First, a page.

Waking the next morning, our vans and the streets were covered with six inches of new snow, and it was still falling. Josh and I had been up since 5 AM, assessing the avalanche hazard and checking weather forecasts and models to come up with a tour plan for the day. Things were looking good. There would be no need to begin the trip with an application of sunscreen.  

The day’s schedule would become the routine for the trip. Up at 5 AM for a morning hazard and tour planning meeting. Breakfast at 7:15 AM with our crew of shredders. In the lobby at 8 with everything needed for the day. Load vans and drive by 8:30. At a backcountry ski/ride trailhead by 9:30 (dependent upon the driving conditions). Split into two groups of five and begin skinning through fresh snow by 10:00. Hoot and holler our way down gladed tree runs until returning to the vans by 3 PM. 

Drive to a nearby onsen (Japanese hot spring). Soak and sit in massage chairs for an hour or two. Return to the hotel by 6 PM. Dinner out on the town. Evening meeting to debrief the day and discuss plans for where to ski the next day. Lights out.  

During our first three days of skiing, the sun had yet to make an appearance. Light snow continually fell, providing four to six inches of fresh powder every day. As expected, our turns were soft, and our group’s stoke was high. As I drifted off to sleep on the eve of ski day number four, visions of skiing through overhead powder floated through my lucidness. The precipitation rates of the current storm cycle were forecasted to ramp up.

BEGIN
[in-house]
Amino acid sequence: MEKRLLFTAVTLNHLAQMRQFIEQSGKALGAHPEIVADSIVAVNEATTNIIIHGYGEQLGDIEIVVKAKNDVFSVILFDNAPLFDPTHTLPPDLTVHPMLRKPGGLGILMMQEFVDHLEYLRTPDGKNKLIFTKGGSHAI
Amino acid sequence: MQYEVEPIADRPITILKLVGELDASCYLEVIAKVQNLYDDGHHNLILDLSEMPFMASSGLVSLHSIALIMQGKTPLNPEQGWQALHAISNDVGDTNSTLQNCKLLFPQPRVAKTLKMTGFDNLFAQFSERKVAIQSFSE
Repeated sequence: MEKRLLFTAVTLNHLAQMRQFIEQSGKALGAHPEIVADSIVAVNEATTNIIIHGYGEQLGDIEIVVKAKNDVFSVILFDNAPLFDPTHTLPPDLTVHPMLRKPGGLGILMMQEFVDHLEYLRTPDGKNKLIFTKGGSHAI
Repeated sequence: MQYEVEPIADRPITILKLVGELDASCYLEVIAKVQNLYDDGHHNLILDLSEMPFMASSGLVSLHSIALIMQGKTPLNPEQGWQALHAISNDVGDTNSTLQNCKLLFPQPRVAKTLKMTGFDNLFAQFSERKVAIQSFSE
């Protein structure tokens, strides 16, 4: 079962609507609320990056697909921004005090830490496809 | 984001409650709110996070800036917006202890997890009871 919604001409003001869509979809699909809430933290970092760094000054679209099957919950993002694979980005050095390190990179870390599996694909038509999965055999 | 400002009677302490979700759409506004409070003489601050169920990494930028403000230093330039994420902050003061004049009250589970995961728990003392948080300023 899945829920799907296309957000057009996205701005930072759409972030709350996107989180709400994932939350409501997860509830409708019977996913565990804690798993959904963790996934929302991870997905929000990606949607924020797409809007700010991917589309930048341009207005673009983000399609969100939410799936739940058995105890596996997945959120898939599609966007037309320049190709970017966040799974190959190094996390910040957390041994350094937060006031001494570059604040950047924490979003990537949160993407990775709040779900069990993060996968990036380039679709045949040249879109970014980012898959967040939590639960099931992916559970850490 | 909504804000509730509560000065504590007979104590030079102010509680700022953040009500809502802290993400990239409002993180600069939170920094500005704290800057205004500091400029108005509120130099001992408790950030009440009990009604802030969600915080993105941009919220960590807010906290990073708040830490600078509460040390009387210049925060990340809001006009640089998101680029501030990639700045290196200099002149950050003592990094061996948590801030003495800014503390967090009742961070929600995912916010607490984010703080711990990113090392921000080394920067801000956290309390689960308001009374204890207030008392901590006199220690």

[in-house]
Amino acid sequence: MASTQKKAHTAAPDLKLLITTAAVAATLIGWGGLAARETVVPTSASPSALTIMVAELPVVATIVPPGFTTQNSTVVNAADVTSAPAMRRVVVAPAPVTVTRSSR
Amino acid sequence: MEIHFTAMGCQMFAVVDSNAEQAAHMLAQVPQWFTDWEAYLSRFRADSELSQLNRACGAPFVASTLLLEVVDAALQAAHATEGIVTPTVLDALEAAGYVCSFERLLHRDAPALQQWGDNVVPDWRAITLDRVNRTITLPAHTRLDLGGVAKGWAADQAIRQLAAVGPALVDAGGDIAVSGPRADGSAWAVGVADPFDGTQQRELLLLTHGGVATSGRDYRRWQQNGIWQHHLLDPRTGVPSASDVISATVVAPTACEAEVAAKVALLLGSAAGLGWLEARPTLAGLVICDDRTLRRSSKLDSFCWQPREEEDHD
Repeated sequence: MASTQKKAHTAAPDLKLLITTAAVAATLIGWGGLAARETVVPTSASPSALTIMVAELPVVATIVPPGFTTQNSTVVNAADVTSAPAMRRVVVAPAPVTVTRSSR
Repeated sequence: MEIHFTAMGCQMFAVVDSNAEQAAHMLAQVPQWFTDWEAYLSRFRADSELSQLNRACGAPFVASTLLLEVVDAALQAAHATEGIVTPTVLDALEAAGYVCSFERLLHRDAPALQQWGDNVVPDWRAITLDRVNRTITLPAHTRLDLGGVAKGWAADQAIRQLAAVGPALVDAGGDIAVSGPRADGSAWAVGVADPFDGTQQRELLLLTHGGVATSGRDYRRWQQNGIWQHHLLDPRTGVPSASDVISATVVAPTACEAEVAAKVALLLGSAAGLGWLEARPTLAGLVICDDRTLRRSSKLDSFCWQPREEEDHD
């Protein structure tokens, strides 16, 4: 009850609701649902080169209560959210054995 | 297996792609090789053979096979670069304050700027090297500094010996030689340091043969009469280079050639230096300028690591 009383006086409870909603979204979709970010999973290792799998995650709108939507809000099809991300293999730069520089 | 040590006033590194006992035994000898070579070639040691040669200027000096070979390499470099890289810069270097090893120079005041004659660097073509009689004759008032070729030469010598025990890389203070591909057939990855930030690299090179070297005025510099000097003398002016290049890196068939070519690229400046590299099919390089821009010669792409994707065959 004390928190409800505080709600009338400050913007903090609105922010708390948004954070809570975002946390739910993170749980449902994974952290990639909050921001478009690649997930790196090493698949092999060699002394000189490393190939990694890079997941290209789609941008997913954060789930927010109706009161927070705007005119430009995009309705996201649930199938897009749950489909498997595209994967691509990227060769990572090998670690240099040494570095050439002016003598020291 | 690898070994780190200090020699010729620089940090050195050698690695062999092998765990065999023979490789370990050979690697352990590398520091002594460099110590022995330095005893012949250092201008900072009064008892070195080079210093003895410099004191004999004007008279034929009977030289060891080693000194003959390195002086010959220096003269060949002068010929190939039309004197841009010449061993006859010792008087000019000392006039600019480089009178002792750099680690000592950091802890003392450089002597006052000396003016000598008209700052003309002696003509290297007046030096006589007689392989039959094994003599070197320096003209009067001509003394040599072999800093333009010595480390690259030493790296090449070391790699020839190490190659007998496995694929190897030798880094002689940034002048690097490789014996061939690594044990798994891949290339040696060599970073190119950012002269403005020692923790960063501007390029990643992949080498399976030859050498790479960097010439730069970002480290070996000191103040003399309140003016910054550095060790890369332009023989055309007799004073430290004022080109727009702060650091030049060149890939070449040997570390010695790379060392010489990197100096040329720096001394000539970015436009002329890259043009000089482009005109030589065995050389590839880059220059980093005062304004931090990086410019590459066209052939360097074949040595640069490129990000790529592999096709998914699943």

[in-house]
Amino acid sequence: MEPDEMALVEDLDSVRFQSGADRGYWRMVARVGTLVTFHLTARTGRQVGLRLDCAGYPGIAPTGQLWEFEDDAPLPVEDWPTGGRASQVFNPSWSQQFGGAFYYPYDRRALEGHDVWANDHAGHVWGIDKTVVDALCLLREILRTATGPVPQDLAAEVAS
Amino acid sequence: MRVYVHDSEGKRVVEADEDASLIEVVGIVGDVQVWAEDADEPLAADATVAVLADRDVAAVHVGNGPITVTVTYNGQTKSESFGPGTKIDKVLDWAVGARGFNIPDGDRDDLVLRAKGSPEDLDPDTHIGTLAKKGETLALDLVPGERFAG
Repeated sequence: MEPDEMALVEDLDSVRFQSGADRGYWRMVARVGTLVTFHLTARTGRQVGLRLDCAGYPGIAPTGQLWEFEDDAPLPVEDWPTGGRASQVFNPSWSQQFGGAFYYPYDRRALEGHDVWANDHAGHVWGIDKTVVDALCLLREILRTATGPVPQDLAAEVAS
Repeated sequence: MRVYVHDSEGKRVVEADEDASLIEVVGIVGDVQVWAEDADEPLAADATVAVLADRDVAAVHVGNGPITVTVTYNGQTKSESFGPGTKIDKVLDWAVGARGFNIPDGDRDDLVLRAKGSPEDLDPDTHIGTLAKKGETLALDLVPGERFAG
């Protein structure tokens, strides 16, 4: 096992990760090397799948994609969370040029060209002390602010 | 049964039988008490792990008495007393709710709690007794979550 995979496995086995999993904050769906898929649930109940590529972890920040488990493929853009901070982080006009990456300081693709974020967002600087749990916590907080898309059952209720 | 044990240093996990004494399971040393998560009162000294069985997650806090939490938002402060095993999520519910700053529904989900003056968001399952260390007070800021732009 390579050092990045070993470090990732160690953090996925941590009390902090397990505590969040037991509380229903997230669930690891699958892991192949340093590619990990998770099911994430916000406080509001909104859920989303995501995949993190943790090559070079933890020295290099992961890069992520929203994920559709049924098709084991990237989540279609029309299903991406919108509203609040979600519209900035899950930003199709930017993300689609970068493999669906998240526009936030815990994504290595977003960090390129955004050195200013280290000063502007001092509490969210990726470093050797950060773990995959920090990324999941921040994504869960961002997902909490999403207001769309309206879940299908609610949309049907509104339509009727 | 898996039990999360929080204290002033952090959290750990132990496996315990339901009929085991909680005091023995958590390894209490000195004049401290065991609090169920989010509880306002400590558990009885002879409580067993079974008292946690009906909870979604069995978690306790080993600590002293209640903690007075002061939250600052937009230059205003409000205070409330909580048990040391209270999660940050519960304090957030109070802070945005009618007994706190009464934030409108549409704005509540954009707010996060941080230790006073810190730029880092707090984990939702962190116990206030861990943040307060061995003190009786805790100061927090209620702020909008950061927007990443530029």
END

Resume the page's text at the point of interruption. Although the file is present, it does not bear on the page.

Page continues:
Looking out our hotel window and into the dark at 5 AM, it was difficult to see how much had accumulated overnight. Heavy flakes swirled by the streetlamps below the window. The first indication that it was going to be an extraordinary day was the ding of our phones with a WhatsApp message from the company that delivered our lunches every morning. There would be no lunches delivered today – they couldn’t get out of their driveway. 

The roads were snow-locked. The second indicator of what was to come was a quick look at our vans. They were buried under nearly 3 feet of snow. My dreams were coming true!

The Japanese word, Sunõgurõbu, means “snow globe.” After digging out one of our vans, we ventured into a life-sized snow globe. The roads had gotten narrower overnight, with the industrial Japanese snowplows working hard to clear some passable space for safe navigation. Once at our chosen trailhead for the day, we had to dig out a space for the van as the normal parking lot was still under feet of snow. By mid to late morning, we were finally on our skis and breaking trail through waist-deep fluff. The Yuki was light and bottomless.

At this point in the story, I will let the images convey what was experienced over the next couple of days. The armload of snow that fell that evening made lots of snow lovers' dreams come true. With the storm cycle that began soon after our arrival continuing, the flakes just kept coming, and the snow continued to pile up. Some of the deepest consecutive days of my ski life were experienced with the much sought-after face shots felt on every turn. Ahhhh…powder bliss!

The particles in the snow globe finally came to rest when the sun emerged for a beautiful sunset as we boarded our plane home. Lowering my seatback, I closed my eyes to replay the feeling of skiing through an endless cloud of powder. The screen in my mind soon went black, and I fell into a deep sleep of contentment.